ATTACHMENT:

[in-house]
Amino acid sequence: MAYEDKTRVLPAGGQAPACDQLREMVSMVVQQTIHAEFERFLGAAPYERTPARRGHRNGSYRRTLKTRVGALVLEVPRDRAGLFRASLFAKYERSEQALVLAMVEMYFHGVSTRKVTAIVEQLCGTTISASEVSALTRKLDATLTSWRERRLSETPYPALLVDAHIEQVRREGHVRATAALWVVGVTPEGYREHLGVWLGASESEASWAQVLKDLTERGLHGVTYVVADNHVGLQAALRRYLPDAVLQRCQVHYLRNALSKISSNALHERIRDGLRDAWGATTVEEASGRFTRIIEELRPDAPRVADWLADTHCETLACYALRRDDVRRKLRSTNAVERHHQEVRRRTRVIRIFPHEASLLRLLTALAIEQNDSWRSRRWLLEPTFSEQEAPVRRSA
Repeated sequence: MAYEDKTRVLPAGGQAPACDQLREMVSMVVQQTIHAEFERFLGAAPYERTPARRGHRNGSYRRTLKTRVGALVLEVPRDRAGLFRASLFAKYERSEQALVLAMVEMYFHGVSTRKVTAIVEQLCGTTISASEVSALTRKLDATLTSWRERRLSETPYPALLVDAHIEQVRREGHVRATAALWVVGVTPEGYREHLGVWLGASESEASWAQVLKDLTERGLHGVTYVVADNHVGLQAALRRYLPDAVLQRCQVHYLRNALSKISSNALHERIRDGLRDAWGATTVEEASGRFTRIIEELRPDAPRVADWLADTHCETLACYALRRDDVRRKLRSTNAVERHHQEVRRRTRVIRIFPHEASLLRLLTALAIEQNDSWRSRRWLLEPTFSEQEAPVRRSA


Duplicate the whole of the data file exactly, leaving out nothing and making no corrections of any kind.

[in-house]
Amino acid sequence: MAYEDKTRVLPAGGQAPACDQLREMVSMVVQQTIHAEFERFLGAAPYERTPARRGHRNGSYRRTLKTRVGALVLEVPRDRAGLFRASLFAKYERSEQALVLAMVEMYFHGVSTRKVTAIVEQLCGTTISASEVSALTRKLDATLTSWRERRLSETPYPALLVDAHIEQVRREGHVRATAALWVVGVTPEGYREHLGVWLGASESEASWAQVLKDLTERGLHGVTYVVADNHVGLQAALRRYLPDAVLQRCQVHYLRNALSKISSNALHERIRDGLRDAWGATTVEEASGRFTRIIEELRPDAPRVADWLADTHCETLACYALRRDDVRRKLRSTNAVERHHQEVRRRTRVIRIFPHEASLLRLLTALAIEQNDSWRSRRWLLEPTFSEQEAPVRRSA
Repeated sequence: MAYEDKTRVLPAGGQAPACDQLREMVSMVVQQTIHAEFERFLGAAPYERTPARRGHRNGSYRRTLKTRVGALVLEVPRDRAGLFRASLFAKYERSEQALVLAMVEMYFHGVSTRKVTAIVEQLCGTTISASEVSALTRKLDATLTSWRERRLSETPYPALLVDAHIEQVRREGHVRATAALWVVGVTPEGYREHLGVWLGASESEASWAQVLKDLTERGLHGVTYVVADNHVGLQAALRRYLPDAVLQRCQVHYLRNALSKISSNALHERIRDGLRDAWGATTVEEASGRFTRIIEELRPDAPRVADWLADTHCETLACYALRRDDVRRKLRSTNAVERHHQEVRRRTRVIRIFPHEASLLRLLTALAIEQNDSWRSRRWLLEPTFSEQEAPVRRSA